As a keyboard player Larry Wallach performs on both  piano and harpsichord, in repertory for small and large chamber ensembles, including those with historical instruments. He received a fellowship from the National Endowment for the Humanities in 1977–78  for a year-long seminar in  performance  practices of early piano music, particularly  Mozart  and  Schubert, and in 1982 he participated  in  the  Aston  Magna Summer Academy on German Music and Culture. An expert on the music of Charles Ives, in 1996 he performed at the Bard Music Festival devoted to Ives, and has presented papers about him at several conferences.  Larry Wallach’s writings have appeared in the Musical Quarterly and the Dictionary of  Twentieth-Century Music  and  he has written entries for “The Compleat Brahms,” edited by Leon Botstein. Since 2009, his music reviews have appeared in the on-line magazines Berkshire Review and New York Arts. website


Photo: Sara S. Wallach. Taken in Kellogg Music Center, Bard College at Simon's Rock

Kamala Sankaram

Praised as “strikingly original” (NY Times) and “new voice from whom we will surely be hearing more” (LA Times), Kamala Sankaram writes highly theatrical music that defies categorization. Recent commissions include the Glimmerglass Festival, Washington National Opera, Houston Grand Opera, Shakespeare Theatre Company, and Opera on Tap, among others. Awards, grants and residencies include: Jonathan Larson Award, NEA ArtWorks, MAP Fund, Opera America, NY IT Award for Outstanding Production of a Musical, the Civilians, HERE, the MacDowell Colony, and the Watermill Center. Known for her work with emerging technologies, her recent genre-defying hit Looking at You (with collaborators Rob Handel and Kristin Marting) featured live data mining of the audience and a chorus of 25 singing tablet computers. Sankaram, Handel, and Marting also created all decicions will be made by consensus, a short absurdist opera performed live over Zoom and featured on NBC and the BBC3, and Only You Will Recognize the Signal, a psychedelic space opera created for remote performance. With librettist Jerre Dye and Opera on Tap, she created The Parksville Murders, the world’s first virtual reality opera (Samsung VR, Jaunt VR, Kennedy Center Reach Festival, “Best Virtual Reality Video” NY Independent Film Festival, Future of Storytelling, Salem Horror Festival and the Topanga Film Festival.) Also a performer, notable appearances include the LA Philharmonic, LA Opera, and the PROTOTYPE Festival, among others. Kamala is the leader of Bombay Rickey, an operatic Bollywood surf ensemble (recipient of two awards for Best Eclectic Album from the Independent Music Awards). Dr. Sankaram holds a PhD from the New School and is currently a member of the composition faculty at SUNY Purchase.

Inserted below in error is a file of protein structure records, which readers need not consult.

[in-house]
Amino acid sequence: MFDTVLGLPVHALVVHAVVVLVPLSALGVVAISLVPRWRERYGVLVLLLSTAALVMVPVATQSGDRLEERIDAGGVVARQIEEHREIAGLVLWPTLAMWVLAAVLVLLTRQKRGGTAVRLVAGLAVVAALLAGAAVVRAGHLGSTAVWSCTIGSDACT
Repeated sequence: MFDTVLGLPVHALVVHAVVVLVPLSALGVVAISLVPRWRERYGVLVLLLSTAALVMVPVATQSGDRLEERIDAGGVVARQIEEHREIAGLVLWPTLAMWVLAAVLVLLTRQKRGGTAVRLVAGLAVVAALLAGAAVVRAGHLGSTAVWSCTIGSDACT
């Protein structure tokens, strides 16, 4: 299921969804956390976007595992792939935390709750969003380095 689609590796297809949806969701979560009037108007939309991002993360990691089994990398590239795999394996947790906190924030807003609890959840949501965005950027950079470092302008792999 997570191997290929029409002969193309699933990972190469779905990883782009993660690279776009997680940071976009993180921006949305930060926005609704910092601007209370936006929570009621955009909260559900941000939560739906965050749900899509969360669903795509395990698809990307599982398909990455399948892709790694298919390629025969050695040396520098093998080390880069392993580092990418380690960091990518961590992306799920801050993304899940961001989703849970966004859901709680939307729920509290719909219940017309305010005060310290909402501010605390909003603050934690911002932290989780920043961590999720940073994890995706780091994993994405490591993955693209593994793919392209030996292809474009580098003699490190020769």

photo: Dario Acosta

Mel Mobley